|Inflamed Bronchial Tube|
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- Family history
- Tendency to develop allergies
- Respiratory infections
- Contact with allergens when immune system is developing
- Exercise—especially in cold air
- Tobacco smoke
Substances that cause allergies (allergens)
- Food—peanuts, milk, wheat, eggs, and tree nuts are common
- Animal hair
- Respiratory infection
- Abrupt change in weather
- Shortness of breath
- Trouble breathing
- Chest tightness
- Child complains of chest pain or odd sensations
- Difficulty during feeding in infants
- Trouble sleeping
- Child avoids exercise or sports
- Spirometry test—test that measures how well your child breaths; your child will be asked to take deep breaths and then exhale into a tube that is hooked to a machine
- Challenge test—test that uses spirometry to measure how well your child breaths after causing asthma symptoms
- Pulse oximetry—test that uses a sensor on a finger to measure oxygen concentration
- Medication—in young children unable to undergo spirometry testing, the doctor may prescribe a bronchodilator medication (drug that opens airways); if your child’s symptoms get better then the doctor may diagnose asthma
- X-ray —test that uses radiation to form an image; chest x-ray used to rule out infection and disease
- Skin testing —test that introduces very small amounts of common allergens into the skin; used to identify common allergens that may trigger asthma symptoms
- Know what your child is allergic to and avoid known triggers. These may include certain foods, pollen, and air pollution.
- Avoid having your child be exposed to tobacco smoke.
- Have proper heating, cooling, and ventilation systems in your home.
Quick relief medications—These are also sometimes called rescue medications and are used to quickly treat breathing difficulties. Common inhalers include:
- Inhaled corticosteroids
- Systemic corticosteroids
- Long-acting beta agonist—in most cases, prescribed with an inhaled corticosteroid
- Leukotriene modifiers such as montelukast (Singulair) and zafirlukast (Accolate)
- Cromolyn or nedocromil
- Zileuton (Zyflo), a 5-lipoxygenase inhibitor
- Combination medications that include a long-acting bronchodilator and an inhaled corticosteroid
Allergy Shots (Immunotherapy)
American Academy of Allergy, Asthma, & Immunology http://www.aaaai.org/
Asthma and Allergy Foundation of America http://www.aafa.org/
Asthma Society for Asthma http://www.asthma.ca/
Canadian Lung Association http://www.lung.ca/
Asthma in children: complications. DynaMed website. Available at: http://www.ebscohost.com/dynamed/what.php . Updated April 23, 2012. Accessed May 4, 2012.
Asthma in children: other management. DynaMed website. Available at: http://www.ebscohost.com/dynamed/what.php . Updated April 23, 2012. Accessed May 4, 2012.
Asthma information for patients and parents. US Centers for Disease Control and Prevention website. Available at: http://www.cdc.gov/H1N1flu/asthma.htm . Updated September 15, 2009. Accessed September 18, 2009.
Asthma, steps in diagnosis. Mayo Clinic website. Available at: http://www.mayoclinic.com/print/asthma/AS00003/METHOD=print . Accessed November 12, 2008.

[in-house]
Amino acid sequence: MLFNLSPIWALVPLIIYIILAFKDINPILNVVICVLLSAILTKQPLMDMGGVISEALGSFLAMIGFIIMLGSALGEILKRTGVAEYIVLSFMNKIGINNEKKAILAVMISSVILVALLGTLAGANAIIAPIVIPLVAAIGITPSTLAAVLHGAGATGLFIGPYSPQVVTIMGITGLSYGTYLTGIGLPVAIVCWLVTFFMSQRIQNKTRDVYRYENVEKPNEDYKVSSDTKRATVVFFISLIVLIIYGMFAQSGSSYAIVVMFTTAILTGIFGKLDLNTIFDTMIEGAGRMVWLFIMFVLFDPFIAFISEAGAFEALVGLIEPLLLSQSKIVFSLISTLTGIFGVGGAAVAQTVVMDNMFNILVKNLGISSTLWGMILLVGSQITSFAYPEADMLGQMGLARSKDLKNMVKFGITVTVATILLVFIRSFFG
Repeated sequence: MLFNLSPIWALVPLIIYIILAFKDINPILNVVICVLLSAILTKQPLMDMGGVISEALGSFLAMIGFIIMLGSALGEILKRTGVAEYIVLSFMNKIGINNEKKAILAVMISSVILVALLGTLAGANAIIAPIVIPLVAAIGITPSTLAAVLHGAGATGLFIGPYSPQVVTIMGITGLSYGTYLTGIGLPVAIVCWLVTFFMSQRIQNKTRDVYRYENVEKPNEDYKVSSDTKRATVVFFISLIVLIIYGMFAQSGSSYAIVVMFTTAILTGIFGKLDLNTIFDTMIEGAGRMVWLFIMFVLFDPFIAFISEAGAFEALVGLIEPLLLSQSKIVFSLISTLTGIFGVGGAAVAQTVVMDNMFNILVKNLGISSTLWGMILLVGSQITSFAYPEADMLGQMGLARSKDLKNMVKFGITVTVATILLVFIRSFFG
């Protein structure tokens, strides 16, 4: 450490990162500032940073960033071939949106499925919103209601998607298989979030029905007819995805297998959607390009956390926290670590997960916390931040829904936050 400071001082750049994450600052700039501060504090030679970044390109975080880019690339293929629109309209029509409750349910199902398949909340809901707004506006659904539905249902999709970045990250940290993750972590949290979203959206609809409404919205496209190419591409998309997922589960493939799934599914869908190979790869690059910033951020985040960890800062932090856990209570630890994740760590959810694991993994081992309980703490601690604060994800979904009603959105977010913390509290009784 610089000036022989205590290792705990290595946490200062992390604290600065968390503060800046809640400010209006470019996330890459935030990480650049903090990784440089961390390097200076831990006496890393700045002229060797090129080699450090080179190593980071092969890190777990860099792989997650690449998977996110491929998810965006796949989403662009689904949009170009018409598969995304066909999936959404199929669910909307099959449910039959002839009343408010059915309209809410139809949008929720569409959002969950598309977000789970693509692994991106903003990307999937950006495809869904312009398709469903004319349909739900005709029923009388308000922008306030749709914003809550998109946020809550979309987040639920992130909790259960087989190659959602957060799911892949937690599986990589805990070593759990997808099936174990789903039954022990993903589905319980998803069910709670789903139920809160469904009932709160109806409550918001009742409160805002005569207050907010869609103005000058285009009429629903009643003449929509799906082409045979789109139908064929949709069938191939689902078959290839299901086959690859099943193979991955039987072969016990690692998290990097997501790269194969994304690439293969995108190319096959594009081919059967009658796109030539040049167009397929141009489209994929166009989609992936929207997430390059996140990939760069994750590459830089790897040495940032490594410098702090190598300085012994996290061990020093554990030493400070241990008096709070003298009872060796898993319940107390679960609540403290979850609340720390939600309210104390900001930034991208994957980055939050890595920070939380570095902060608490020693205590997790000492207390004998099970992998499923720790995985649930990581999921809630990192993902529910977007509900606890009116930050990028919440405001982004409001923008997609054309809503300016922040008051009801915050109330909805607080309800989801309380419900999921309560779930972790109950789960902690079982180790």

The diagnosis is asthma, now what? American Academy of Allergy, Asthma, & Immunology website. Available at: http://www.aaaai.org/patients/allergic%5Fconditions/pediatric%5Fasthma/diagnosis%5Fasthma.stm . Accessed November 12, 2008.
Lifestyle changes to manage asthma. Health Library website. Available at: http://www.ebscohost.com/healthLibrary/ . Updated September 1, 2011. Accessed May 4, 2012.
SW Stoloff. The current and future state of asthma treatment. Clinical Cornerstone: The Current and Future State of Asthma Treatment. 2008; 8(4):26-43.
What causes asthma? National Heart Lung and Blood Institute website. Available at: http://www.nhlbi.nih.gov/health/dci/Diseases/Asthma/Asthma%5FCauses.html . Accessed November 12, 2008.
What is asthma? How can you tell if your child has it? American Academy of Allergy, Asthma, & Immunology website. Available at: http://www.aaaai.org/patients/allergic%5Fconditions/pediatric%5Fasthma/what%5Fis%5Fasthma.stm . Accessed November 12, 2008.
10/9/2009 DynaMed Systematic Literature Surveillance DynaMed's Systematic Literature Surveillance : Mireku N, Wang Y, Ager J, Reddy R, Baptist A. Changes in weather and the effects on pediatric asthma exacerbations. Ann Allergy Asthma Immunol. 2009;(3):220.
10/30/2009 DynaMed's Systematic Literature Surveillance http://www.ebscohost.com/dynamed/what.php : Bernard A, Nickmilder M, Voisin C, Sardella A. Impact of chlorinated swimming pool attendance on the respiratory health of adolescents. Pediatrics. 2009;124(4):1110-1118.
8/23/2010 DynaMed's Systematic Literature Surveillance DynaMed's Systematic Literature Surveillance : Beasley R, Clayton T, Crane J, et al. Acetaminophen use and risk of asthma, rhinoconjunctivitis and eczema in adolescents: ISAAC phase three. Am J Respir Crit Care Med. 2010 Aug 13 early online.
10/8/2010 DynaMed's Systematic Literature Surveillance DynaMed's Systematic Literature Surveillance : Ducharme F, Chroinin M, Greenstone I, Lasserson T. Addition of long-acting beta2-agonists to inhaled corticosteroids versus same dose inhaled corticosteroids for chronic asthma in adults and children. Cochrane Database Syst Rev. 2010;(5):CD005535.
5/4/2012 DynaMed's Systematic Literature Surveillance DynaMed's Systematic Literature Surveillance : Woodfine L, Neal RD, Bruce N, et al. Enhancing ventilation in homes of children with asthma: pragmatic randomised controlled trial. Br J Gen Pract. 2011;61(592):e724-732.
- Reviewer: Michael Woods, MD
- Review Date: 09/2012 -
- Update Date: 00/93/2012 -